Nominations then opened for the two village trustee seats. Nominations were received for Rick Wood, Scott Hudson, and Shelly Simons-Washburn. The nominations were closed, and the voting commenced via the ballot process once again. Once all votes were casted, the tellers counted the votes and Chairman announced the tallies as follows Shelly Simons-Washburn (62), Rick Wood (55), and Scott Hudson (33). Chairman Conklin asked Mr. Wood and Mrs. Simons-Washburn if they accepted the nomination. Both accepted, and extended their appreciation to the Gouverneur Republicans for their support.
Chairman Conklin then welcomed St. Lawrence County Undersheriff Brooks Bigwarfe, candidate for St. Lawrence County Sheriff, to talk about his background, experience, and platform.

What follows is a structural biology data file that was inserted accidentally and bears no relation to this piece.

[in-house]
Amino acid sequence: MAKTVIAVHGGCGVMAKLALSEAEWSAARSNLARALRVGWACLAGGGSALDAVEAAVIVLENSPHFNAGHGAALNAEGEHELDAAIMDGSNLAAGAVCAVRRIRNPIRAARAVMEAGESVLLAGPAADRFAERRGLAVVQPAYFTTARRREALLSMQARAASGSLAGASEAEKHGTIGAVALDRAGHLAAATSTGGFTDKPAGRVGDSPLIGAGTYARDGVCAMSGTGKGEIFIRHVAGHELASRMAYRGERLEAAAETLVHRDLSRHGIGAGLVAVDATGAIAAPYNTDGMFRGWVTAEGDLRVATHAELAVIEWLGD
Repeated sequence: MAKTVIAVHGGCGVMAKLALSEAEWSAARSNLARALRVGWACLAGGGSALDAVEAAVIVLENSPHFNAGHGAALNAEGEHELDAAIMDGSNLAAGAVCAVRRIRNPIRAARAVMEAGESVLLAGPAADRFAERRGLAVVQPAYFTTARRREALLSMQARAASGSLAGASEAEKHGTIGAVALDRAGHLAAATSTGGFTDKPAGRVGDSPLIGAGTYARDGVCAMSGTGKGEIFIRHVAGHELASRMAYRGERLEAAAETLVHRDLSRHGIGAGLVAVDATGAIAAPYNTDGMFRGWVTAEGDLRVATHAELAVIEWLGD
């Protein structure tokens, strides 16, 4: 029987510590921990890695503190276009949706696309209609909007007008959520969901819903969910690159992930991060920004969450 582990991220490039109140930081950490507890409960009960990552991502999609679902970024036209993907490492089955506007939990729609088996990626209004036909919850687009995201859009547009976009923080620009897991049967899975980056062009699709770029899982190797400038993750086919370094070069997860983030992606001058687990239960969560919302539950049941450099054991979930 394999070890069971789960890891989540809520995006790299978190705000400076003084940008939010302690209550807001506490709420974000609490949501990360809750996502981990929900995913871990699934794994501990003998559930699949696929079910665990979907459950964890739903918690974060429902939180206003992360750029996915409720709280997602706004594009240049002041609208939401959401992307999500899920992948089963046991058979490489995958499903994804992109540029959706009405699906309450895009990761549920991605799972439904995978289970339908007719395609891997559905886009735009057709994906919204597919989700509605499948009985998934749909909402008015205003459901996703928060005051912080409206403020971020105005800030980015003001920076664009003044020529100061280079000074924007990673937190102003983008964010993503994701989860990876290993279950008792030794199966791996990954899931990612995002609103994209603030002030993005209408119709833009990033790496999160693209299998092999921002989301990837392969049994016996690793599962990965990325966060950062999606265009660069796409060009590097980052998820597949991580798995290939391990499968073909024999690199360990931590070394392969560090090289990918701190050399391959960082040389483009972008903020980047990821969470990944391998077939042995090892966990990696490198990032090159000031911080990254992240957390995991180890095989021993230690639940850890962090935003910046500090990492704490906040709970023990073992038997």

Brooks was born and raised in St. Lawrence County, and has been serving the county for the past 32 years at the SLC Sheriff’s Office. He started his career in 1987 as a Deputy working patrol for seven years before being promoted to Juvenile Officer giving him the opportunity to go into schools and talk with students about the Drug Abuse Resistance Education Program (DARE). During that time he became a K9 Officer and worked for many years with his dog “Bo” tracking and apprehending criminals, finding lost children and adults, and working with drug interdiction.
As his career continued he was promoted to Detective Sergeant assigned to the Investigative Unit. There he worked on numerous major crimes including homicides, robberies, and sexual abuse crimes. One of the greatest accomplishments of his career was being one of the Lead Investigators in the Amish kidnapping case where he along with his team captured, arrested, and prosecuted two of the most dangerous criminals our communities had ever seen. For this he was invited to Washington D.C. and awarded the Missing and Exploited Children Law Enforcement Heroes Award for dedication to the protection of children and exemplary performance of duty.